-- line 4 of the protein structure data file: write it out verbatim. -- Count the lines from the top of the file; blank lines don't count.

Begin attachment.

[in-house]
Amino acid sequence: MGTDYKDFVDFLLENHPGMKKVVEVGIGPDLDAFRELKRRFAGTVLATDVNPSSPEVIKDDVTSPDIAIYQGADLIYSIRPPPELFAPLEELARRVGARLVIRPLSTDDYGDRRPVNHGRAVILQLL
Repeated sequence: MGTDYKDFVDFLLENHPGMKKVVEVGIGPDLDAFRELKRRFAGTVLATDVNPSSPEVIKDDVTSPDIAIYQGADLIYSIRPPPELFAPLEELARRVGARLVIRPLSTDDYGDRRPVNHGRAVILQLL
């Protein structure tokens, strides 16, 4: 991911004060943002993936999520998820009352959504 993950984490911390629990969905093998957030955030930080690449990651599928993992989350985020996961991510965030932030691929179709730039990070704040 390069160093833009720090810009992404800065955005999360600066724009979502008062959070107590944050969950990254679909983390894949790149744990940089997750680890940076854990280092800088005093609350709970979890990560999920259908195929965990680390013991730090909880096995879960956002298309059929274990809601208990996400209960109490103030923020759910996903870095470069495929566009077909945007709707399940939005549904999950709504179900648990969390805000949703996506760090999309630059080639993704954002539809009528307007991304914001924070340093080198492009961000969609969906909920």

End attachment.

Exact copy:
């Protein structure tokens, strides 16, 4: 991911004060943002993936999520998820009352959504 993950984490911390629990969905093998957030955030930080690449990651599928993992989350985020996961991510965030932030691929179709730039990070704040 390069160093833009720090810009992404800065955005999360600066724009979502008062959070107590944050969950990254679909983390894949790149744990940089997750680890940076854990280092800088005093609350709970979890990560999920259908195929965990680390013991730090909880096995879960956002298309059929274990809601208990996400209960109490103030923020759910996903870095470069495929566009077909945007709707399940939005549904999950709504179900648990969390805000949703996506760090999309630059080639993704954002539809009528307007991304914001924070340093080198492009961000969609969906909920």